Author Topic: cooking System  (Read 7269 times)

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Offline CoMandy

Re: cooking System
« Reply #30 on: October 29, 2022, 12:38:59 am »
Where did you hear that?  It's usually the type of fuel source that determines whether it's allowed during certain conditions.  Often, wood-fired=bad.  Things like white gas and butane=good. The latter do not produce embers and are more easily controlled.

I was misinformed by hosts at several campgrounds who said "personal stoves" are allowed. The bottom line is the Solo Stove is not a good choice for the TransAm, where the fire danger is often high in the west in particular.

Offline staehpj1

Re: cooking System
« Reply #31 on: October 29, 2022, 08:17:57 am »
The Solo Stove is a wood (twig) fired stove right?  There are three possible ban levels that I know of.
  • Stoves must have a shut off valve/switch
  • No gathering of fuel, even twigs
  • No stoves at all
Most often if we ran into a ban it was the one in number one and/or two of the list.  Number two isn't exactly a fire ban, but more of a park rule.

We had no issue using our canister stove on the TA.  I have used pop can stoves without issue on most of my backpacking trips.  That said both can run afoul of bans and you can find total stove bans in extrem fire hazard conditions.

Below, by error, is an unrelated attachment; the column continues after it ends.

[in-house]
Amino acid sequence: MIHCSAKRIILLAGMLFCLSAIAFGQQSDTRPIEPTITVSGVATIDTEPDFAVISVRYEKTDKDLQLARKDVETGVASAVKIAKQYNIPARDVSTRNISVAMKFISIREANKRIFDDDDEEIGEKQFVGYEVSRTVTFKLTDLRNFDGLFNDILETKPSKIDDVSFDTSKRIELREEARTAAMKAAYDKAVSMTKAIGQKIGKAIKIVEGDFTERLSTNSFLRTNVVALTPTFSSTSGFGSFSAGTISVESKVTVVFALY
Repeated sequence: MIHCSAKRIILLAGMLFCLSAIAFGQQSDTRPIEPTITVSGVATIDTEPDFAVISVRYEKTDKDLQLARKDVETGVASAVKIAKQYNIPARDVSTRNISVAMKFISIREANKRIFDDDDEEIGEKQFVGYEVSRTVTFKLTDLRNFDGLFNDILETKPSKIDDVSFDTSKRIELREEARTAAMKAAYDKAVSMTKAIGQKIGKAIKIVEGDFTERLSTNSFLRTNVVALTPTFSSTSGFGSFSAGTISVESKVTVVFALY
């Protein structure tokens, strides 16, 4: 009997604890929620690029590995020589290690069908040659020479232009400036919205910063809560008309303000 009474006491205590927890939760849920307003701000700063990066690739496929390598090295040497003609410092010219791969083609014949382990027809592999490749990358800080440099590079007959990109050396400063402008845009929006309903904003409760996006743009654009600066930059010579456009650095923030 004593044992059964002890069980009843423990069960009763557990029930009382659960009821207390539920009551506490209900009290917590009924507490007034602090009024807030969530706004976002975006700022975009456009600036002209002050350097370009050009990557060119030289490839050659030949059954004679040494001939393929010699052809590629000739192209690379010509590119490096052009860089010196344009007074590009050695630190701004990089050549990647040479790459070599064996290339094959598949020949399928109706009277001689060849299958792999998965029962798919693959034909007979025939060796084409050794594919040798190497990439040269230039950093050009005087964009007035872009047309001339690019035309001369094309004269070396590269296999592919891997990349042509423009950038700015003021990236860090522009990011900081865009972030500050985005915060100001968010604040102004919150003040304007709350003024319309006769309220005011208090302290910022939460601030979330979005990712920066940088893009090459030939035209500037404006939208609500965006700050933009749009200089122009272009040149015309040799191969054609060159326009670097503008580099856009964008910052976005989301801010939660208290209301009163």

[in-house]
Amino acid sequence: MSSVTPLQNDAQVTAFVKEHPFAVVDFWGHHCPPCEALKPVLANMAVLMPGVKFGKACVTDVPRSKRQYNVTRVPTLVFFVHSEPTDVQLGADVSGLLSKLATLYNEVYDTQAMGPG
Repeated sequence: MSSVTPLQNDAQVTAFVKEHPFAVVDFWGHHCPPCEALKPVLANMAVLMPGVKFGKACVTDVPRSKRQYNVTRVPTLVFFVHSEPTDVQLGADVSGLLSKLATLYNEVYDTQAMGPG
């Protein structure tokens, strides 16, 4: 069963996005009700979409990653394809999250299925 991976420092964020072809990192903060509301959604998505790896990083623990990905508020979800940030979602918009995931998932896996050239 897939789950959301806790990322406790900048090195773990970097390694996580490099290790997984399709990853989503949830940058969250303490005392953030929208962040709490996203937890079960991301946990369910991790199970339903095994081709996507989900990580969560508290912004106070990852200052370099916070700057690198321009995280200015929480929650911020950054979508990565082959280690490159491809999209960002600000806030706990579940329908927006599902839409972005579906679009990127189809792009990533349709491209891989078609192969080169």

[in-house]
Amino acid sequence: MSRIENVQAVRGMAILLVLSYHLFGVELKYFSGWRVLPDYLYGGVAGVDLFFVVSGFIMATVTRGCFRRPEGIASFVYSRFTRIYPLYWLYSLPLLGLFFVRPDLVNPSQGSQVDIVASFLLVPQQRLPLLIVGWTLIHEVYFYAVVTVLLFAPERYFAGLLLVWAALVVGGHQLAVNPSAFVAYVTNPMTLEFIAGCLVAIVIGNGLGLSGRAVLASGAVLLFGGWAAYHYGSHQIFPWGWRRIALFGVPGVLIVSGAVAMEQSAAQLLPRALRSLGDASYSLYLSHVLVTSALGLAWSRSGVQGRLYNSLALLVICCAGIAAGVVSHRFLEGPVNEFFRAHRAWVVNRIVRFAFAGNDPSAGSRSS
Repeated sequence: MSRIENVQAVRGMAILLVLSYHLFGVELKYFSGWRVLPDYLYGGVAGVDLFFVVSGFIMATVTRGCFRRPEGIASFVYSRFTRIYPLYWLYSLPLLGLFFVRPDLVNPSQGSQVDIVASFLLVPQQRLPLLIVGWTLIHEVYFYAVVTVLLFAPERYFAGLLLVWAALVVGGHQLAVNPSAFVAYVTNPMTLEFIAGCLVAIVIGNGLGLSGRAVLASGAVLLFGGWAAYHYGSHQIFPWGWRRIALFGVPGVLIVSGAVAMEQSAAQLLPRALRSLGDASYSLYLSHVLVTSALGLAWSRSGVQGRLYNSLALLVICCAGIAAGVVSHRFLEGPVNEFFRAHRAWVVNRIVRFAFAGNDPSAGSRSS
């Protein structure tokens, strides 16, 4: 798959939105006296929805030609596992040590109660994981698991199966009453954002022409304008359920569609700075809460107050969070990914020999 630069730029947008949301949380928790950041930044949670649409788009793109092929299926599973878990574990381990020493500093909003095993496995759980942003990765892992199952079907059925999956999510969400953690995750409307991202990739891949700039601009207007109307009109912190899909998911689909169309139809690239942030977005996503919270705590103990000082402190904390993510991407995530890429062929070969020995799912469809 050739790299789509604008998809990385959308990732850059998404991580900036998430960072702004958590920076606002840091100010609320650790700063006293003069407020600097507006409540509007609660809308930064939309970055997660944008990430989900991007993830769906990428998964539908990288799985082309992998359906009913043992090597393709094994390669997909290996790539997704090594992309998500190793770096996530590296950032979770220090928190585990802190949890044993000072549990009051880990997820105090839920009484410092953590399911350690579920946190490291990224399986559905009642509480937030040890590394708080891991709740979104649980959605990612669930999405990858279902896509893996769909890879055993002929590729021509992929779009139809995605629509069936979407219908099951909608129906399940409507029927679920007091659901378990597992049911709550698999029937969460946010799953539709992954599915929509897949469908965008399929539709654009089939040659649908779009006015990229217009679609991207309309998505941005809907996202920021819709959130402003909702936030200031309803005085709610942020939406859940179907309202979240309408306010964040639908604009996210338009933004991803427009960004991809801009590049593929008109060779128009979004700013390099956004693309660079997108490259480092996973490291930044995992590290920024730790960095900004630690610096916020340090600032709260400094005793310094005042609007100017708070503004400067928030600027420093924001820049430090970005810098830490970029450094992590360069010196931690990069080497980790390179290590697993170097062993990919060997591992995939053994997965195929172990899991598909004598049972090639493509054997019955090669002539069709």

I don't think twig stoves are a great choice.  They will run afoul of every ban and there will be places that it will be illegal to collect even a few twigs.

I love my pop can stoves and will still use them for some trips, but the off valve is a pluse for getting you through some ban situations.

I hate to deal with white gas, gasoline, or kerosene stoves for flying.  I just hate the hassle of cleaning them to get them odor free for the TSA the risk of having the TSA still confiscating them.

Offline KF8MO

Re: cooking System
« Reply #32 on: November 10, 2022, 06:23:14 pm »
I use a Trangia cookset (the model 25-5; even though it's just my wife and me, the "1-2 people" 27 is too small). Simple, rugged, reliable, easy to clean, and fuel can be found almost anywhere. I enjoy cooking in camp, and find it very versatile for all kinds of breakfasts and dinners.
« Last Edit: November 10, 2022, 06:26:12 pm by KF8MO »

Offline David W Pratt

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Re: cooking System
« Reply #33 on: December 27, 2022, 07:42:21 pm »
A few comments that some may find relevant.
I have a JetBoil rig and it lives up to its name, very fast to boil water.  I found that if I leave the gas canister installed over night, the fuel runs out a lot faster than if I disconnect it after use. I guess the valve, or something must have a very slow leak. 
I usually do a mix of camping and cheap motels, about 3:1 or 4:1.  I eat a lot of convenience store lunches, and hit diners as I find them. 
When camping, breakfast is usually a bottle of OJ from a convenience store the day before, tea, and a sweet roll.  Then, a second breakfast if I find a diner.  Dinner is usually based on couscous because it cooks fastest.  I have found air dried meats from Croatia, beef and pork, in a European Deli in Burlington, VT.  I carried some on the GAP and C&O trip, which actually started in Buffalo, so was about 21/2 weeks.  By Cumberland it had gotten a little slimy on the surface, but I washed it off with soap, and rinsed it and dried it thoroughly, and it was fine.  It has a lot more flavor and better texture than freeze dried stuff.  I supplement the "stew" with some fresh veggies.
Trying the local cuisine is part of the experience for me.